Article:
Trump says penalties for Wells Fargo mortgage-lending scandal could be 'substantially increased'

Justin Sullivan/Getty ImagesProtestors run by a defaced sign at a Wells Fargo Bank during Occupy Oakland’s general strike on November 2, 2011 in Oakland, California.

  • Reuters reported that President Trump’s pick to lead the Consumer Financial Protection Bureau, Mick Mulvaney, was considering easing penalties against Wells Fargo over improper mortgage lending practices.
  • Trump tweeted Friday that there would be no reduction in penalties against Wells Fargo.
  • In fact, he said, they could be “substantially increased.”

President Donald Trump went after Wells Fargo on Friday after reports that a top consumer watchdog could ease penalties against the bank.

“Fines and penalties against Wells Fargo Bank for their bad acts against their customers and others will not be dropped, as has incorrectly been reported, but will be pursued and, if anything, substantially increased,” the president said. “I will cut Regs but make penalties severe when caught cheating!”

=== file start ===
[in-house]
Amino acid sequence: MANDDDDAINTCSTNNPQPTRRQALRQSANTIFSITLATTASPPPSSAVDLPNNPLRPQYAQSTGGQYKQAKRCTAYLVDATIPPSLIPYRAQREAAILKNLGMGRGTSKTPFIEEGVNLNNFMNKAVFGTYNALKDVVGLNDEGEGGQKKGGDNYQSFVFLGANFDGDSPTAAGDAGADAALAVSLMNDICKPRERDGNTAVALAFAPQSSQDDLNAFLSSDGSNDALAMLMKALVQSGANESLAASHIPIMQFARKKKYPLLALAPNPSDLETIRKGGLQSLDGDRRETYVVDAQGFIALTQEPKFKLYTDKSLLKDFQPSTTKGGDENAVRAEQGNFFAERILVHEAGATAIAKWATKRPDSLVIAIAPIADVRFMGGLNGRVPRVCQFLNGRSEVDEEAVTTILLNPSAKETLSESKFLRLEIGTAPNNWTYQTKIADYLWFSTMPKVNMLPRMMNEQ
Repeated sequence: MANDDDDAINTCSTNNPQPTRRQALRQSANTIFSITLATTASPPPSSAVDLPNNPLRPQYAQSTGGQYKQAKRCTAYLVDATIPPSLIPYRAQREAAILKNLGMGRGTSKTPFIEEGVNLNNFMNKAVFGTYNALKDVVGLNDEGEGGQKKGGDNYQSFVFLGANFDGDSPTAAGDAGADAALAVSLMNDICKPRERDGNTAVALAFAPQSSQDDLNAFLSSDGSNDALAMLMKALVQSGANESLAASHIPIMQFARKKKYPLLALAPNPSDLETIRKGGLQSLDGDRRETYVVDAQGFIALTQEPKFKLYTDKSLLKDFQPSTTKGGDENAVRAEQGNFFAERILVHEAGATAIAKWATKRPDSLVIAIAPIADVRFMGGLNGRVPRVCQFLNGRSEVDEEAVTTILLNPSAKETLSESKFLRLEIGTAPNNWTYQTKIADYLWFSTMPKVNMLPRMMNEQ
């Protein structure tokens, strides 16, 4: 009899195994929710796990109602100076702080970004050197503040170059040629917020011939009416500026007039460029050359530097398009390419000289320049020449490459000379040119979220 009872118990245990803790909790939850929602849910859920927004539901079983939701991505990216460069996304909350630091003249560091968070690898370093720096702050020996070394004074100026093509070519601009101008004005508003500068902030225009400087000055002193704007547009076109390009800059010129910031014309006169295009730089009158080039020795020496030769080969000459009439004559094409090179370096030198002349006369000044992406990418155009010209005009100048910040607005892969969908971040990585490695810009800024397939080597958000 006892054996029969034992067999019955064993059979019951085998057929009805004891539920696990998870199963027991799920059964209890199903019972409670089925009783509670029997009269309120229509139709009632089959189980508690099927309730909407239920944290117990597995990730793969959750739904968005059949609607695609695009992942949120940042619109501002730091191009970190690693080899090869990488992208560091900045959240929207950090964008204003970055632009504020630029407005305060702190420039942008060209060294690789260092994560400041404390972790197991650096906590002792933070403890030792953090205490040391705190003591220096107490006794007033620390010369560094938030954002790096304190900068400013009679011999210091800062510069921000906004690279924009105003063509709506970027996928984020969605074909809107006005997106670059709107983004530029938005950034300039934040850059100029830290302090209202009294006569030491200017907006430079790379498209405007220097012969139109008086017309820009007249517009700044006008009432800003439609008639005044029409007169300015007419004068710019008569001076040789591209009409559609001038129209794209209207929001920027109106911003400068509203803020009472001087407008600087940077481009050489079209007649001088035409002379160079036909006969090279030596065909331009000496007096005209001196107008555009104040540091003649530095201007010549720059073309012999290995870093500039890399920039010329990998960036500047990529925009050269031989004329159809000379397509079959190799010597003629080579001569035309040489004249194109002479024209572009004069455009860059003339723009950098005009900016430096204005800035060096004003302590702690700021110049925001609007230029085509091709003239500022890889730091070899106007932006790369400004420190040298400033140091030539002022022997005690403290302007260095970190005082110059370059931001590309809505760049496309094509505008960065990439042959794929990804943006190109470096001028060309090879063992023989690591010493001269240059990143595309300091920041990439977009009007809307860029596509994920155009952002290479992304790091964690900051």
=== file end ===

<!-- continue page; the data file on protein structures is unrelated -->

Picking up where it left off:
Reuters reported on Thursday that Mick Mulvaney, the director of the Office of Management and Budget Director and newly appointed head of the Consumer Financial Protection Bureau, was reviewing whether to enforce millions of dollars in penalties against the bank for some of its mortgage-lending practices.

Wells Fargo admitted to improperly charging customers a fee to secure a lower rate mortgage between 2013 and 2017. According to Reuters, the bank the the CFPB had agreed to the terms of a fine in early November.

According to the report, Mulvaney froze the settlement and was reviewing it for possible reduction after taking over for former director Richard Cordray.

Wells Fargo is already planning to refund customers who were incorrectly charged the fee.

The mortgage issue is just another in a line of recent scandals that have hit Wells Fargo – most notably, the revelation that employees opened millions of checking and credit card accounts for customers without their knowledge.

The fake accounts scandal led to a $US185 million fine from regulators – including the CFPB – congressional hearings, and the retirement of then-CEO John Stumpf.

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